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AI Using Small Data Sets – Possible or Recipe for Disaster?
October 28, 2020 News


In the technology world, it is known that artificial intelligence would not be able to function without data. There are even famous tech sayings coined by different IT entities: “There’s no AI without IA (Information Architecture)”, “Data is the lifeblood of AI” and such, emphasising the importance of data to AI. This is true, because your AI and its subsets, such as machine learning, is just as good as what data you feed it.

Typically, you would need a large set of data to get AI models working properly and accurately, because the more data you have, the more your models could learn. This also means high computational cost and long training times, and often, AI models need data points more than the results it can provide.

Training AI using small data sets, with current established techniques, could be likened to conducting a survey with a tiny sample size; It may end up being misleading, inaccurate and on the whole, unreliable.

However, a paper published by the University of Waterloo in Ontario suggests that training on much smaller training sets while maintaining nearly the same accuracy is possible, in what they called `less than one’-shot learning. This method is inspired by the “few-shot learning” technique, where a model must learn a new class given only a small number of samples from that class.

`Less than one’-shot learning, also called LO-shot learning, takes it to the extreme, where the model must learn a new class from a single example. For example, let’s say a typical AI model would need a million samples to recognise a handwritten letter from an alphabet (in terms of amount, providing an output that is significantly lower than the input). In LO-shot learning, models must learn N new classes given only M<N examples (where M is the input data sets).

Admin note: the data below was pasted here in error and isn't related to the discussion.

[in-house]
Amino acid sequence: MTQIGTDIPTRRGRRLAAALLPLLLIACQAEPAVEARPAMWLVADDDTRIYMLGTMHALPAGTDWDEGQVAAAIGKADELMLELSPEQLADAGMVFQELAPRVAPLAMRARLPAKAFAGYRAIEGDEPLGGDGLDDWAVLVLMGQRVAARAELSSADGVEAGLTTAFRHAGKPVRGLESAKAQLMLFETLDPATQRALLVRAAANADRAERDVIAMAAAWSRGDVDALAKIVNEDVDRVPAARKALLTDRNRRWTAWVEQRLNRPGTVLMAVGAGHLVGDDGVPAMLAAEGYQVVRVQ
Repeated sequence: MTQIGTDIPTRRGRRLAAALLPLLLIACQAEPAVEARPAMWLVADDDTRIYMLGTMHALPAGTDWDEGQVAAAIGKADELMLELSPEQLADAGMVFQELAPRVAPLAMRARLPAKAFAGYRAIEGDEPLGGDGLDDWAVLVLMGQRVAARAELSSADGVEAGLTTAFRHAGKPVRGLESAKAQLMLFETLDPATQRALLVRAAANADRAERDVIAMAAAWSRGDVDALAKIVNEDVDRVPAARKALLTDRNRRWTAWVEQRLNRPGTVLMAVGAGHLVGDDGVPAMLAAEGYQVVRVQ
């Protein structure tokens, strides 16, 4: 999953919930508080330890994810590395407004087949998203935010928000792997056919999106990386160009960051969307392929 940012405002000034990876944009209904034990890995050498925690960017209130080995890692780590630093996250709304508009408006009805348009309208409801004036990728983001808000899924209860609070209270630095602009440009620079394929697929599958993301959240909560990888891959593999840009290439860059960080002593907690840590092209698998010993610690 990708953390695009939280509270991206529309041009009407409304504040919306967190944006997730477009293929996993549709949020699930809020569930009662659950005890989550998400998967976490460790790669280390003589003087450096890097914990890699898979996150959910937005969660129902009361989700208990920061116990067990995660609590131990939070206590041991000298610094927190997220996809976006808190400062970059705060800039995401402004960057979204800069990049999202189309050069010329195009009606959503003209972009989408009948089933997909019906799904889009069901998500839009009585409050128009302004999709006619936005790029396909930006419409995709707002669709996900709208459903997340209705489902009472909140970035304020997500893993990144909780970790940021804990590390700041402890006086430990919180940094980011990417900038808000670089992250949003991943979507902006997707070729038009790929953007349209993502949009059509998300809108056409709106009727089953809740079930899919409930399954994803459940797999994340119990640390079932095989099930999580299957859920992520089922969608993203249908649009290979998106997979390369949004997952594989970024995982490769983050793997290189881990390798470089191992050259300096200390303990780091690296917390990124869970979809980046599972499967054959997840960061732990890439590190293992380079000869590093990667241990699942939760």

This is achievable with the help of soft labels, or hybrid data sets where multiple data points are blended together and then fed into an AI model. To give an example, the researchers explained how AI models were trained to read handwritten digits. “If you think about the digit 3, it kind of also looks like the digit 8 but nothing like the digit 7,” says Ilia Sucholutsky, a PhD student at Waterloo and lead author of the paper. “Soft labels try to capture these shared features. So instead of telling the machine, ‘This image is the digit 3,’ we say, ‘This image is 60% the digit 3, 30% the digit 8, and 10% the digit 0.’”

Such innovation in machine learning enables efficiency, as it will only require small data sets. However, there are still concerns over this, since you would initially need big data sets, before shrinking them down to be used for LO-shot learning. “Eager learning models like deep neural networks would benefit more from the ability to learn directly from a small number of real samples to enable their usage in settings where little training data is available. This remains a major open challenge in LO-shot learning.”